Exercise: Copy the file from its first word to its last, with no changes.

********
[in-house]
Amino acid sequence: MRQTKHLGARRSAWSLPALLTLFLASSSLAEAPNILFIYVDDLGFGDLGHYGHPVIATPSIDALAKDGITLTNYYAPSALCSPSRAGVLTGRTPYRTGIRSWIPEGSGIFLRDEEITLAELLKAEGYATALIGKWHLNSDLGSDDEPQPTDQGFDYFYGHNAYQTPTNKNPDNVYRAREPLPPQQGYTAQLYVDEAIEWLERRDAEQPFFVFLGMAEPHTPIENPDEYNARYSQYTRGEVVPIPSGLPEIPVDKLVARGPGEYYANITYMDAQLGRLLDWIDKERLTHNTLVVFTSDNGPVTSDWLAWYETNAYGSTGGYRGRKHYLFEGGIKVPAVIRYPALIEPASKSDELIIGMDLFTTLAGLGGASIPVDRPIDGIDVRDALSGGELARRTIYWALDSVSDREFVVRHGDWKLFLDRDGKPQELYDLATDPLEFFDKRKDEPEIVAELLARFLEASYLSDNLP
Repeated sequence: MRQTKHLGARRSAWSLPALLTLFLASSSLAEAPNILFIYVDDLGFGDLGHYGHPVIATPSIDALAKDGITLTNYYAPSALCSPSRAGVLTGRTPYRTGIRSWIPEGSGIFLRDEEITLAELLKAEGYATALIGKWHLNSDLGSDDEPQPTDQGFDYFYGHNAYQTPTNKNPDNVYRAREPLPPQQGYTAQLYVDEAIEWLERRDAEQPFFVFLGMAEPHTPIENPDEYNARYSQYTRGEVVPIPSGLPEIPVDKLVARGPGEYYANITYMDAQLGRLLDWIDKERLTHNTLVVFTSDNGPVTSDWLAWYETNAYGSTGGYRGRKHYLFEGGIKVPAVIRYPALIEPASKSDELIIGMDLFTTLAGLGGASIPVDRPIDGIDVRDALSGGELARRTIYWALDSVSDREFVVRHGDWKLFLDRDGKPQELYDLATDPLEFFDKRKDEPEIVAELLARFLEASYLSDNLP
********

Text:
[in-house]
Amino acid sequence: MRQTKHLGARRSAWSLPALLTLFLASSSLAEAPNILFIYVDDLGFGDLGHYGHPVIATPSIDALAKDGITLTNYYAPSALCSPSRAGVLTGRTPYRTGIRSWIPEGSGIFLRDEEITLAELLKAEGYATALIGKWHLNSDLGSDDEPQPTDQGFDYFYGHNAYQTPTNKNPDNVYRAREPLPPQQGYTAQLYVDEAIEWLERRDAEQPFFVFLGMAEPHTPIENPDEYNARYSQYTRGEVVPIPSGLPEIPVDKLVARGPGEYYANITYMDAQLGRLLDWIDKERLTHNTLVVFTSDNGPVTSDWLAWYETNAYGSTGGYRGRKHYLFEGGIKVPAVIRYPALIEPASKSDELIIGMDLFTTLAGLGGASIPVDRPIDGIDVRDALSGGELARRTIYWALDSVSDREFVVRHGDWKLFLDRDGKPQELYDLATDPLEFFDKRKDEPEIVAELLARFLEASYLSDNLP
Repeated sequence: MRQTKHLGARRSAWSLPALLTLFLASSSLAEAPNILFIYVDDLGFGDLGHYGHPVIATPSIDALAKDGITLTNYYAPSALCSPSRAGVLTGRTPYRTGIRSWIPEGSGIFLRDEEITLAELLKAEGYATALIGKWHLNSDLGSDDEPQPTDQGFDYFYGHNAYQTPTNKNPDNVYRAREPLPPQQGYTAQLYVDEAIEWLERRDAEQPFFVFLGMAEPHTPIENPDEYNARYSQYTRGEVVPIPSGLPEIPVDKLVARGPGEYYANITYMDAQLGRLLDWIDKERLTHNTLVVFTSDNGPVTSDWLAWYETNAYGSTGGYRGRKHYLFEGGIKVPAVIRYPALIEPASKSDELIIGMDLFTTLAGLGGASIPVDRPIDGIDVRDALSGGELARRTIYWALDSVSDREFVVRHGDWKLFLDRDGKPQELYDLATDPLEFFDKRKDEPEIVAELLARFLEASYLSDNLP